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Mixing wall types (CMU and wood framing), comfort and acoustics?

James Howison | Posted in General Questions on

HI all,

I’m considering a renovation/extension on a house built slab on grade with CMU walls in Austin, TX. The house was built around 1950, and the CMU block is pretty dense, much higher fill than modern CMU.

The plan is to use a “perfect wall” approach adding insulation/weather/rainscreen/siding outside the block. Think at least Pretty Good House insulation levels, perhaps PHIUS2015+.

There are two basic options (perhaps three) for the structure in the extension, wood framing, modern CMU (and as the perhaps, AAC block). Whatever was chosen would have the same insulation,weather/air barrier, rainscreen, and siding. FWIW, the inside will likely be american clay (think breathable plaster), which could be directly applied to CMU or AAC block, but if wooden framing would require drywall, so that is one reason to buck the construction trends here and consider CMU or even AAC.

I’d like the house to feel cohesive, so my question is about whether there are any comfort and/or acoustic concerns with the different structure options. For example, does the increased thermal mass of the current walls in one part of the house mean that it will heat/cool/dehumidify differently than the extension. Could having serious thermal mass in one part of the house, but not in the other cause issues with an HVAC design?

Would the house feel really different, acoustically? I get that the insulation on the outside will absorb exterior noise even on a wood framed wall, so the difference might not be dramatic.

If there are substantial differences would it not be avoidable, given that we can’t match the existing CMU (it being so much denser than that available now). So while there would be differences between the old and the new, they are basically unavoidable, whether we were to use modern CMU, AAC, or wood framing for the extension.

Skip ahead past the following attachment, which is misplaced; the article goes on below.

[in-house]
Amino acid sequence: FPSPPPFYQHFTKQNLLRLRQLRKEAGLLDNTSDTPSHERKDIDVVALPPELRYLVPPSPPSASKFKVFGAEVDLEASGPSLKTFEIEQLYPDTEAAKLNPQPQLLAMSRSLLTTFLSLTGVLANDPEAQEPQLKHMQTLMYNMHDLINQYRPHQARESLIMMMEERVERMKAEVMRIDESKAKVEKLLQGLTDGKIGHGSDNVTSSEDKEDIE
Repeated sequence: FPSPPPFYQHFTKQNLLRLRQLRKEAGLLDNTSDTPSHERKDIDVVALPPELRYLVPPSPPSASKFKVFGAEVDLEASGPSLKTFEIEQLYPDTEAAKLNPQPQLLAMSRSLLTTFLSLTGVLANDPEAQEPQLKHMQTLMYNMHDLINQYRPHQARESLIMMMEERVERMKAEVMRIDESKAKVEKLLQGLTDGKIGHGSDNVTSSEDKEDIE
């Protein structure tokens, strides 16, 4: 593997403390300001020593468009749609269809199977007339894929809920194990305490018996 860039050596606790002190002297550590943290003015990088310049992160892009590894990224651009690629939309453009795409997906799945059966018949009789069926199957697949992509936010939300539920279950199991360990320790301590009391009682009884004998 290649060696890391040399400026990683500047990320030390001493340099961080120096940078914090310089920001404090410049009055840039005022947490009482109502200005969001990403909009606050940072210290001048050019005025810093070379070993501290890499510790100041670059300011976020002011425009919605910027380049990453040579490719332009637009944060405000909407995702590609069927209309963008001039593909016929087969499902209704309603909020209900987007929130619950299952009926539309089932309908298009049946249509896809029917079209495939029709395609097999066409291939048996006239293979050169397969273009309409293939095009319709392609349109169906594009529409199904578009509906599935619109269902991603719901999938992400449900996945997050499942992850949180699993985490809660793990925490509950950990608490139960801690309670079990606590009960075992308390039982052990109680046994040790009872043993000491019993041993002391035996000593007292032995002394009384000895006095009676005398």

I hope that makes sense, happy to clarify anything.

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Replies

  1. GBA Editor
    Martin Holladay | | #1

    James,
    Q. "Does the increased thermal mass of the current walls in one part of the house mean that it will heat/cool/dehumidify differently than the extension?"

    A. Not in a significant way -- as long as the addition is built to a high standard (with attention to air sealing and with above-code levels of insulation).

    Q. "Could having serious thermal mass in one part of the house, but not in the other cause issues with an HVAC design?"

    A. No -- again, assuming that the addition is built to a high standard, and that the HVAC system is designed by someone who knows what they are doing.

    Q. "Would the house feel really different, acoustically?"

    A. No. Again, attention to air sealing and the inclusion of above-code levels of insulation will reduce noise transmission compared to conventional construction.

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